The rights of all Americans to freely assemble and to bring grievances to the government’s doorstep are intrinsic to American democracy and enshrined in the First Amendment. It’s what we’ve done for generations, perhaps most memorably on Aug. 28, 1963, when 250,000 people descended on Washington, D.C., to participate in the March on Washington for Jobs and Freedom. That day, the Rev. Martin Luther King Jr. delivered his “I Have a Dream” speech at the Lincoln Memorial, and it became a lasting touchstone of the civil rights movement.
But earlier that summer this now-seminal event was far from a sure…
Ebonee Rice, vice president of NLP’s educator network, offers advice in the Mozilla Foundation’s Aug. 17 installment of the Instagram series, Misinfo Monday, on avoiding misinformation.
The segment How to Tell Fact from Crap in the Newsfeed includes important tips, such as remembering to “search your feelings” because misinformation likes to prey on emotions. The piece asks: “Have you ever shared an article before reading the whole thing? It’s because your emotions about the article led you astray.”
Rice advises: “It’s important to take a beat. When you see a piece of news that causes you to have an emotional…
NLP’s new quiz Should You Share It? is designed to help you assess your ability to discern between deceptive and inaccurate information that should not be shared online, and accurate, fact-based information that presents strong evidence in support of its claims.
Keep in mind that each example may or may not be something you would actually want to share on social media.
Your challenge here is to determine which posts are examples of reliable information that could be responsibly shared, and which are falsehoods that you should avoid spreading.
Choose a version with a liberal political slant or a conservative…
This Northern Public Radio segment, Social Media Has Seen A Rise In Misinformation During COVID-19. How Can You Learn To Spot It?, with NLP’s Peter Adams makes important points about the impacts of misinformation. Anyone can experience the negative effects even if they do not share or believe the false content Peter says in the July 20 piece.
“People around you falling for misinformation vote in your communities, they vote in statewide and national elections, they can have an effect on you whether you get fooled or not. So, everyone should care.”
By Carol McCarthy
Indira Lakshmanan, senior executive editor at National Geographic and a veteran foreign and national correspondent, is the 2020 recipient of NLP’s John S. Carroll Journalist of the Year Award. Lakshmanan is a frequent TV and radio commentator on journalism and journalistic ethics, served as the first Newmark Chair in Journalism Ethics at the Poynter Institute, and was executive editor at the Pulitzer Center.
“Last year, Indira did a superb job leading the revised Understanding Bias lesson for Checkology,” said Alan C. Miller, NLP founder and CEO. …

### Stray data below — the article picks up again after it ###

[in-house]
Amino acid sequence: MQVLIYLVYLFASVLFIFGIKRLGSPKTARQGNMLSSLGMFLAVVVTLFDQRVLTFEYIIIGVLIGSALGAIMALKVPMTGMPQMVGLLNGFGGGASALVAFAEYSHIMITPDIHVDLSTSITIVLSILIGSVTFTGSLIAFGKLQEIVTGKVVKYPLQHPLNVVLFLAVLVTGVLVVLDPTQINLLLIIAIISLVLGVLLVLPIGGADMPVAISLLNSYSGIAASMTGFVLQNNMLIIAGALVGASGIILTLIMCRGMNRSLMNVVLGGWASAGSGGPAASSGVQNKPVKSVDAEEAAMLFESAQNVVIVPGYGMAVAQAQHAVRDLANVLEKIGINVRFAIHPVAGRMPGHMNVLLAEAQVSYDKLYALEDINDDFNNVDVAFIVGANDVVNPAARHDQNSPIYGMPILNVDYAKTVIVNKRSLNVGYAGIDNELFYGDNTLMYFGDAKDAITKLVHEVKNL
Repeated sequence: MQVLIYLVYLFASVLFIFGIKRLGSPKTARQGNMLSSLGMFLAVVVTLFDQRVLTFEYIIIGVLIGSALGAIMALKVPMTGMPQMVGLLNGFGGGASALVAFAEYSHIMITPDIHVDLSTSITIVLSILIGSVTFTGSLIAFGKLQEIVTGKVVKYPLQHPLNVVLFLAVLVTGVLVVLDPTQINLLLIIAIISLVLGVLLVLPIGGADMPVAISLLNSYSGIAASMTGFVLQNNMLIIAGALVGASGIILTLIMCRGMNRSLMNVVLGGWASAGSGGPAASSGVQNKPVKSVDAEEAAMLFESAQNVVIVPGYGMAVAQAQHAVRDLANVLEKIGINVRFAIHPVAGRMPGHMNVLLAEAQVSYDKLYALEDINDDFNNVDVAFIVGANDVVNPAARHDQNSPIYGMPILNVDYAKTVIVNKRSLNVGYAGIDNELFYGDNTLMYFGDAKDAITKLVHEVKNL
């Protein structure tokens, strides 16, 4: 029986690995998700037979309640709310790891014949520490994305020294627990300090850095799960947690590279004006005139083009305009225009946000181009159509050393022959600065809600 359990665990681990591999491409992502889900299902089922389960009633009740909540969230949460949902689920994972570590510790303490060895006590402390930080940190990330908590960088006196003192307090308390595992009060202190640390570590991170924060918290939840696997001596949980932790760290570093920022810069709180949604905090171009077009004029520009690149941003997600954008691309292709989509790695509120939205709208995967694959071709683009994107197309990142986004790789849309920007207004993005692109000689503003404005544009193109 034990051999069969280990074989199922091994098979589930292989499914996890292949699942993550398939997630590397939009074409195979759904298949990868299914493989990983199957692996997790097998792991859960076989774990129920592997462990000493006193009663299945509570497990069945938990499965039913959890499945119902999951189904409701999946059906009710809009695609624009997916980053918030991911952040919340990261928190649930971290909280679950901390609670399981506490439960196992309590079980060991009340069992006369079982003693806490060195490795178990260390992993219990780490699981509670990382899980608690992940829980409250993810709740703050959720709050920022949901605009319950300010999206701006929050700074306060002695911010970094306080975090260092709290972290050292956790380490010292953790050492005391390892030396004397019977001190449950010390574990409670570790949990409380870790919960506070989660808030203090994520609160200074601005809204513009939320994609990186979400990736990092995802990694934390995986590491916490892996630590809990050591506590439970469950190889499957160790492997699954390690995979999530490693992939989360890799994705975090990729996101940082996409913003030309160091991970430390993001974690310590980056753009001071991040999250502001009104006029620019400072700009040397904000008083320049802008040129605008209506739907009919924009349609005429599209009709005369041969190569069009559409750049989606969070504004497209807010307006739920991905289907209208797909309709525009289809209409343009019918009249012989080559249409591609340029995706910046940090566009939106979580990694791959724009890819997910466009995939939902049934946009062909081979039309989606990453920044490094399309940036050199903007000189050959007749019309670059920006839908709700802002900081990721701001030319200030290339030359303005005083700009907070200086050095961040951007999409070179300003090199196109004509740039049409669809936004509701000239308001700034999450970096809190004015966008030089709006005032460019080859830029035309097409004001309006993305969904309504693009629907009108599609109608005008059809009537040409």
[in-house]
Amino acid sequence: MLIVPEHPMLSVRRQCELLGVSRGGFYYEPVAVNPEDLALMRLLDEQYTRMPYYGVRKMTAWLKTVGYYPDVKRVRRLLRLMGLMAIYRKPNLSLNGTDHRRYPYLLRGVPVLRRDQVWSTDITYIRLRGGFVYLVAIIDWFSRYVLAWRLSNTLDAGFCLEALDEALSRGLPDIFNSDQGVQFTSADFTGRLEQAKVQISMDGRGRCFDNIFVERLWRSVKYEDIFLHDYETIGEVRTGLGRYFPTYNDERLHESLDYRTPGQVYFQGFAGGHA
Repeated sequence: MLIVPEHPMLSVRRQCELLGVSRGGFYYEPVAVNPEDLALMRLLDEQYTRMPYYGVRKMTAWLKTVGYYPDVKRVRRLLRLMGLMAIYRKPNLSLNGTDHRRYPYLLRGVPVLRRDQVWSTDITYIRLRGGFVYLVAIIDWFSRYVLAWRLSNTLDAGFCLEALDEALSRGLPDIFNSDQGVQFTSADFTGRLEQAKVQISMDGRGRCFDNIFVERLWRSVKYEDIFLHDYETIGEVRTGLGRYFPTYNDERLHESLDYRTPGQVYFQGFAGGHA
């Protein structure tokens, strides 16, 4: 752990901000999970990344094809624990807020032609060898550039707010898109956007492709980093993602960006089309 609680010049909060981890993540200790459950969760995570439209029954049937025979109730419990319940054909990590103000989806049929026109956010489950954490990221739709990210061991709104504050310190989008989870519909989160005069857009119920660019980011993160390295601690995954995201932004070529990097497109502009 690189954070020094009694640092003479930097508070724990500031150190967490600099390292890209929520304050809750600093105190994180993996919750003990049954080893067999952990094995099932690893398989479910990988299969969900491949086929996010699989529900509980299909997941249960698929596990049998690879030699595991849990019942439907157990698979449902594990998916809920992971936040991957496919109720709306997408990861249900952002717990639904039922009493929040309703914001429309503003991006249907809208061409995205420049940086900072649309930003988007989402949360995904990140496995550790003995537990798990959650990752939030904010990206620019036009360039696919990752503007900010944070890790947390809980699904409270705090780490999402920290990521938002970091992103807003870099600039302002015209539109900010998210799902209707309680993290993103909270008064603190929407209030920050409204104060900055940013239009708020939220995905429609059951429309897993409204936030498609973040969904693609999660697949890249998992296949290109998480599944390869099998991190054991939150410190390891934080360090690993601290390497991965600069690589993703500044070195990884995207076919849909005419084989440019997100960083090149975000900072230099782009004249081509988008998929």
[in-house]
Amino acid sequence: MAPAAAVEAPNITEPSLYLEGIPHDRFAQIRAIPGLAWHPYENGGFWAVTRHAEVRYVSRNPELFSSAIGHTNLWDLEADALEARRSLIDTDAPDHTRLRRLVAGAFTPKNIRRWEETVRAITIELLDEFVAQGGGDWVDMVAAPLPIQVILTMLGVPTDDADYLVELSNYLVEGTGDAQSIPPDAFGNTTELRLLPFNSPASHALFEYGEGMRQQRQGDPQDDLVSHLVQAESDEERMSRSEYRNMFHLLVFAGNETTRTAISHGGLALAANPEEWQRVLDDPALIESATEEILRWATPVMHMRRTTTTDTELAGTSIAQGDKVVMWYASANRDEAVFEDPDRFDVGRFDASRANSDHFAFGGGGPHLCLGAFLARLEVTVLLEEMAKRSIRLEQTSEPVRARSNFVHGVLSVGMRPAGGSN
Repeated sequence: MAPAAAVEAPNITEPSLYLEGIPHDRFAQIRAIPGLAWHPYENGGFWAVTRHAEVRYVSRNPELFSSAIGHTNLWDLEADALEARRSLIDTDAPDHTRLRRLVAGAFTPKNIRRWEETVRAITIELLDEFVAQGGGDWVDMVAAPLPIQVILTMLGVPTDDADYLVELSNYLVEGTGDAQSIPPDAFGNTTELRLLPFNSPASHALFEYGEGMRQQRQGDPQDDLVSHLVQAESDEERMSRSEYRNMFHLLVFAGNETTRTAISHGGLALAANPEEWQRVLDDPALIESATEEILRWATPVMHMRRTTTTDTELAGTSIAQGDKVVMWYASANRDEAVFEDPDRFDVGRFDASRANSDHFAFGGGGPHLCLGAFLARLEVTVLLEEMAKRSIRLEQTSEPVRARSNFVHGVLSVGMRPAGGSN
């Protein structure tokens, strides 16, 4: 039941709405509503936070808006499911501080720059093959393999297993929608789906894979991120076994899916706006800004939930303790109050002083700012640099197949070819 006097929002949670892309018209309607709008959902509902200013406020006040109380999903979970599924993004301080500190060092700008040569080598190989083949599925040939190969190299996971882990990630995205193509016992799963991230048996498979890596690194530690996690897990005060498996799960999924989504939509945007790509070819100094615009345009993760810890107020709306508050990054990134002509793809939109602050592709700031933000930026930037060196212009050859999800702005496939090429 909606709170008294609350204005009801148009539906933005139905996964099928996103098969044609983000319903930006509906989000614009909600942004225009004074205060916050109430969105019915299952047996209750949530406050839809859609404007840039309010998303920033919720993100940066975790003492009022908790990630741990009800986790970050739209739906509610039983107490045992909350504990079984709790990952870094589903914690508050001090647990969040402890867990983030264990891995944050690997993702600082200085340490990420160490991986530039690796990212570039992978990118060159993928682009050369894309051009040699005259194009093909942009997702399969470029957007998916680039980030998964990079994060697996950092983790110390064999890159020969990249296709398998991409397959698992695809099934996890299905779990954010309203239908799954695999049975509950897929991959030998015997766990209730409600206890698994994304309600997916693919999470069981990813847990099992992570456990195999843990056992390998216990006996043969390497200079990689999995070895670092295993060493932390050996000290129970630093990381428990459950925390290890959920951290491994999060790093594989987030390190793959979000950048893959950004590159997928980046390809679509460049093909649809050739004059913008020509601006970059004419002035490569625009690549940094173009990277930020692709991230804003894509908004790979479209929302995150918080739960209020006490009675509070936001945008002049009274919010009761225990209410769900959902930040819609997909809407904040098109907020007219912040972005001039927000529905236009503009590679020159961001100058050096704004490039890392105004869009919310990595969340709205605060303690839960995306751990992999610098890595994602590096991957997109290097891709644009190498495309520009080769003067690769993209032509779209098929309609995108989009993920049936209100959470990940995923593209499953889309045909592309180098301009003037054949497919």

By Carol McCarthy
Kristen Locker, a new graduate of Florida Gulf Coast University, is NLP’s 2020 Gwen Ifill Student of the Year. Locker, the first college student to receive the award, was nominated by her professor, Lyn Millner, a finalist for NLP’s Educator of the Year Award.
“Kristen told us, ‘Checkology helped me navigate where I get my news.’ She says she no longer believes things at face value or relies on a single source and always researches information before sharing it,” NLP founder and CEO Alan C. Miller said. …
By Carol McCarthy
Virginia educator Patricia Hunt is the recipient of NLP’s inaugural Educator of the Year Award for the dedication and innovation she brings to her teaching of news literacy — an essential life skill for the digital age — and for her wider advocacy of news literacy education.
Hunt, who teaches 12th grade government courses at Wakefield High School in Arlington, Va., first learned about NLP from a Maryland colleague in 2011, before NLP’s classroom program was active in Virginia. Hunt borrowed the NLP classroom guide from her colleague to use in her courses.
By Suzannah Gonzales
As a former Reuters correspondent in Chicago, I often reported on excessive force by law enforcement, including the deaths of Black people and the ensuing protests. The awful, unjust events of recent weeks and months — the killings of George Floyd, Breonna Taylor, and Ahmaud Arbery, and the racism faced by the Central Park birder — unfortunately did not surprise me.
But last week, as I watched — outraged — video of live coverage of CNN reporter Omar Jimenez’s arrest, I found myself asking out loud: “Why?”
Jimenez also is a journalist of color. He had properly…
Once again, our nation must face the scourge of racial injustice with the recent killings of George Floyd, Ahmaud Arbery, and Breonna Taylor, among too many others. These deaths have sparked protests around the country, highlighting the critical importance of our rights: to seek racial justice, to seek a redress of grievances, and to safeguard a free press.
We stand by the Black Lives Matter movement’s call to end these injustices and the violence inflicted too often on Black people and other communities of color. …
A few years ago Heather Turner, a teacher librarian in the Fabius-Pompey Central School District in central New York, saw social media posts from other librarians about Checkology® virtual classroom, and she was intrigued.
“I was looking for something to augment what I was already doing with digital citizenship,” says Turner, who has been an educator for a dozen years.
She then began using Checkology, NLP’s e-learning platform, in her classroom. “I teach media literacy in all of its facets so that my students are citizens who can discern the bias and information behind and about media,” she says.
The News Literacy Project, a nonpartisan national education nonprofit, empowers educators to teach students the skills they need to sort fact from fiction.